On paper, this Chuck Berry cover should be a slam dunk.
Congratulations, Anthony. You used a sports metaphor correctly.
The arrangement is relatively faithful to Berry’s original, just way amped up. That’s kind of the problem though. Continue reading “#184: Rock and Roll Music”
Just like Ringo’s, George Harrison’s vocal spotlight on the Beatles for Sale album was an underwhelming Carl Perkins cover. This one at least feels slightly less lazy, and needless to say, the vocal is a lot stronger (sorry Ringo), but there’s still a sense of going through the motions. My favorite part of it is the fake-out ending, a technique I always love in songs.
The only thing I like more than fake endings? Happy Endings. Bring it back, Netflix!
And of course, this brings to a close the great Carl Perkins vs. Larry Williams war of 2016, with Larry Williams coming out on top as his “Bad Boy” is still in the running. It’s been real, Carl.
When you start playing “Mr. Moonlight” and hear John Lennon sing the title with such gusto, it’s hard not to get excited about what’s to come. Indeed, if the entire song were as exciting as the first four seconds, this would be one of their finest covers. But man, does it go downhill fast. You can point to so many elements–the uninspired backing vocals, the inane lyrics–pretty much anything but John’s lead vocal, which gives the track some redeeming value, but it’s clear what the nadir of this recording is. Paul McCartney’s organ solo is so un-Beatle-y that if the queen heard it she would revoke his knighthood.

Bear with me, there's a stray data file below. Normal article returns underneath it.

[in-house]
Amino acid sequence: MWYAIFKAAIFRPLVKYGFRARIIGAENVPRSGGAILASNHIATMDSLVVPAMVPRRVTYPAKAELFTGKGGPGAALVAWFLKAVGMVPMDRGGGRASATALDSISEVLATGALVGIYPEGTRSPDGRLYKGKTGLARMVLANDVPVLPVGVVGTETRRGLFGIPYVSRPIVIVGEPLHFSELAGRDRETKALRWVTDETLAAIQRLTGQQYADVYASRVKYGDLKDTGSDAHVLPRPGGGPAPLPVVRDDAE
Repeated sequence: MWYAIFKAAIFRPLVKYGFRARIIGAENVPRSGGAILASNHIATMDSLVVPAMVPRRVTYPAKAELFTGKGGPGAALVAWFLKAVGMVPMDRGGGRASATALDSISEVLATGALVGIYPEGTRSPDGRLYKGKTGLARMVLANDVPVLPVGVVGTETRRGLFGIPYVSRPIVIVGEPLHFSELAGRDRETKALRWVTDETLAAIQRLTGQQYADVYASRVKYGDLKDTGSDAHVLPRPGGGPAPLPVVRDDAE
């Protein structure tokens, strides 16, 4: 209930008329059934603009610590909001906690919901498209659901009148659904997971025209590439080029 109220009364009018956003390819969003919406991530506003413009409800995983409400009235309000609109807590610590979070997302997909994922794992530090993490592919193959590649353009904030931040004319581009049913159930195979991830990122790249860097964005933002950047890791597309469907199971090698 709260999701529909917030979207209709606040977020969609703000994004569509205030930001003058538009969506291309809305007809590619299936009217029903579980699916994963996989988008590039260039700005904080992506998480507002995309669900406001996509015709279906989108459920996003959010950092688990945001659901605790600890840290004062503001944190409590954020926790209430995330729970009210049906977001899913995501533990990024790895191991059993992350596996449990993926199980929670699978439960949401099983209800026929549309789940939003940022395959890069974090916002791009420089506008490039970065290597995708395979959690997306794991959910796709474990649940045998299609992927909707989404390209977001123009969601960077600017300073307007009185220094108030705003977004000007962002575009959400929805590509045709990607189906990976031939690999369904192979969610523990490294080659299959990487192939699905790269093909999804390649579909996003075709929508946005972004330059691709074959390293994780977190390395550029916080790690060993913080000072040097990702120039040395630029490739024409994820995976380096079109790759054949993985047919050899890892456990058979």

Actually, it’s surprising he didn’t somehow lose it in his divorce with Heather Mills.
The worst part? There was no reason whatsoever for “Mr. Moonlight” to take up space on Beatles for Sale. Ringo and George both had their vocal spotlights, weak as they were. And on the very same day the band first tackled “Mr. Moonlight,” they also recorded the fiery “Leave My Kitten Alone,” which inexplicably languished in the vaults for more than 30 years despite being superior to not only “Mr. Moonlight,” but probably a good half of the rest of Beatles for Sale too.
The Beatles almost always felt obligated to give Ringo one lead vocal per album, and since he only wrote two songs for himself during the band’s tenure, he was basically stuck with the leftovers–Lennon/McCartney dregs or mediocre country/western covers like this one. Nothing against the Carl Perkins composition itself, although there’s nothing exciting about the music or lyrics, but the entire band Continue reading “#213: Honey Don’t”